Doctor Demonstrates That Wearing A Mask Does Nothing To Oxygen Levels, Whiners (4 Pics)

There have been a lot of videos of people crying about how a mask makes them feel “suffocated” and they refuse to wear them in public, even though they’re incredibly helpful in the effort to slow the spread of coronavirus. Well, what would actually slow the coronavirus is if the government canceled rent and handed out some stimulus checks and let people actually stay home. A mask will have to do since there’s no real government intervention!

In some states, masks aren’t even required, but in the ones that are people are putting up quite the fuss. And Dr. Megan Hall is tired of it. In a viral Facebook post, Hall decided to finally address and disprove the rumors that masks interfere with breathing. She writes:

Hi friends! I have seen numerous posts and heard people complain they “can’t breathe with a mask on” or they won’t wear one because “oxygen levels drop dramatically while wearing a mask”. Also, “a mask doesn’t protect you from breathing in the virus” but in the same sentence argue they won’t wear one because they are “rebreathing their exhaled carbon dioxide”. I’m not sure how one can even make sense of this theory; if you really believe the virus is penetrating the mask and you’re breathing it in, how do you also believe your exhaled CO2 is getting “stuck”? Viruses need a vector to spread, COVID-19’s vector is respiratory droplets, those droplets aren’t readily getting through a properly worn mask.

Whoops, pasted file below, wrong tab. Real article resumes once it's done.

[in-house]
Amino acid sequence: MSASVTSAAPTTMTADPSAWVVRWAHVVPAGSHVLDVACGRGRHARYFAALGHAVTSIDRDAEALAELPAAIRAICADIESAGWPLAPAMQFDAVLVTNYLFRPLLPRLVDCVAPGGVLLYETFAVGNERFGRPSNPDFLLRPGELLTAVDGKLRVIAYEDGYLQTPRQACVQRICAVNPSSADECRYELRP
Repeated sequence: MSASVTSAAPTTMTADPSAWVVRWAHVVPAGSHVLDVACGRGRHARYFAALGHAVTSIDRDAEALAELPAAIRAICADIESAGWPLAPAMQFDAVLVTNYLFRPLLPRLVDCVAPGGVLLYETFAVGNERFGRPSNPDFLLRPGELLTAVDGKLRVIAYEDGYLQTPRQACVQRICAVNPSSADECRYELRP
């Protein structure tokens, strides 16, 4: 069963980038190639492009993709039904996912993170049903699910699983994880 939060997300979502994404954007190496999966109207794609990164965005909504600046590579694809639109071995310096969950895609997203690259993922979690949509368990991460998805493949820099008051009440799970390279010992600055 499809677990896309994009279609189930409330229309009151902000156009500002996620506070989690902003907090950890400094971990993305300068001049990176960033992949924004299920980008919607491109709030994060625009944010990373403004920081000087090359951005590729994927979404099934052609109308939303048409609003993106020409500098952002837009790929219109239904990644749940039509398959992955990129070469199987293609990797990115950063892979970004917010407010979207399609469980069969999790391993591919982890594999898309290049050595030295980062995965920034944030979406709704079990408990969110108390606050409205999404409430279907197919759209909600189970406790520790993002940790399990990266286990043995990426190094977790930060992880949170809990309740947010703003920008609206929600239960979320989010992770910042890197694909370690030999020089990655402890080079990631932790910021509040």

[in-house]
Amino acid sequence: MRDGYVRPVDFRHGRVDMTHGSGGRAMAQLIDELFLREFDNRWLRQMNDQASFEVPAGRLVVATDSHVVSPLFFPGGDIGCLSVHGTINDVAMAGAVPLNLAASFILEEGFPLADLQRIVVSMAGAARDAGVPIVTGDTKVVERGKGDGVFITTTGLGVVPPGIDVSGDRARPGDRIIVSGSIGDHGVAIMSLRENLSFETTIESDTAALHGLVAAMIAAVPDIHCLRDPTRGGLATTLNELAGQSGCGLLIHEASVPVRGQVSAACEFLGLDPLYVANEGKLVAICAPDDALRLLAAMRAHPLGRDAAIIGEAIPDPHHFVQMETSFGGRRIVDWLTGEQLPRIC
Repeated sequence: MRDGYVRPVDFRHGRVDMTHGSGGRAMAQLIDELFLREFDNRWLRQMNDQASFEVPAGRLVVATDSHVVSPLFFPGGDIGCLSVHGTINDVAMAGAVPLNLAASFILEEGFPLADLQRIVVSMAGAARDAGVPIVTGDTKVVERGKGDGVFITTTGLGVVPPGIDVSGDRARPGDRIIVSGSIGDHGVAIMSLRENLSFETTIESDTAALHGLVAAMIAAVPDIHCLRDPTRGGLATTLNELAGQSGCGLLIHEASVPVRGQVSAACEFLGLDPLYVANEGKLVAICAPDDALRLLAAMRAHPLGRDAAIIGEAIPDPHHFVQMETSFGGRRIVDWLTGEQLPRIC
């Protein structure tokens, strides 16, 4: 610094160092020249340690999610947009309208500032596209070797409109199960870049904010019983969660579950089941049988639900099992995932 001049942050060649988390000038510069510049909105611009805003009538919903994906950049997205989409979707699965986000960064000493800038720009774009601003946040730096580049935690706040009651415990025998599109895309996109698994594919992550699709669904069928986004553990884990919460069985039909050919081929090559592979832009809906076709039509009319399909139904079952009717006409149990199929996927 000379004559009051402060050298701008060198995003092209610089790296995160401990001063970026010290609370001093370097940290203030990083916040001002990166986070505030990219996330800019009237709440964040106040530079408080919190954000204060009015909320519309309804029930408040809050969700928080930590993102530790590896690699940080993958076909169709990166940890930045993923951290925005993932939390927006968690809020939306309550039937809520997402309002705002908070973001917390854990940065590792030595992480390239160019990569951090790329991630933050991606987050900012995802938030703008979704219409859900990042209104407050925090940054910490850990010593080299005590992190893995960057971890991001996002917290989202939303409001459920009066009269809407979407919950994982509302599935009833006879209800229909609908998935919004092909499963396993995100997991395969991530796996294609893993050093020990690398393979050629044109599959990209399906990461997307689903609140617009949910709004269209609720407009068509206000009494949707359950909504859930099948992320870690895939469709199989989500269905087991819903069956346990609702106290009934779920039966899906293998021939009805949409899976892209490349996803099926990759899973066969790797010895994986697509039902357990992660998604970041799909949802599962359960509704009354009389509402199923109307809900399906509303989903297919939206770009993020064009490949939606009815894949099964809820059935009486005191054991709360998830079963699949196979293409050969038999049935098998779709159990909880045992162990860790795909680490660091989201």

To prove that this weird backward logic is incorrect, Hall did an experiment with different masks. She wore each one for five minutes, then checked her oxygen levels and heart rate using a noninvasive pulse oximetry. She’s already spent about five hours in a surgical mask while on the job, but she took it off to give the baseline reading. In her post, the oxygen levels are expressed through percentages, and the heart rate by HR.

No mask: 98%, HR 64

Surgical mask: 98%, HR 68

N95 mask: 99%, HR 69

N95 plus surgical mask (which is how most healthcare providers are wearing masks): 99%, HR 69.

There isn’t really much of a difference between all four mask/no mask options. Hall writes, “There is no significant change in my oxygen saturation (or HR) in any scenario. Though maybe inconvenient for some, you can still breathe.”

She added, “As a physician, I urge you and ask you to please wear a mask to protect yourself and those who cannot safely wear a mask (many of my patients because they are under 2 years old). Unless you are face down with a knee on your neck, I’m confident you can still breathe.”

You tell ’em, doctor.

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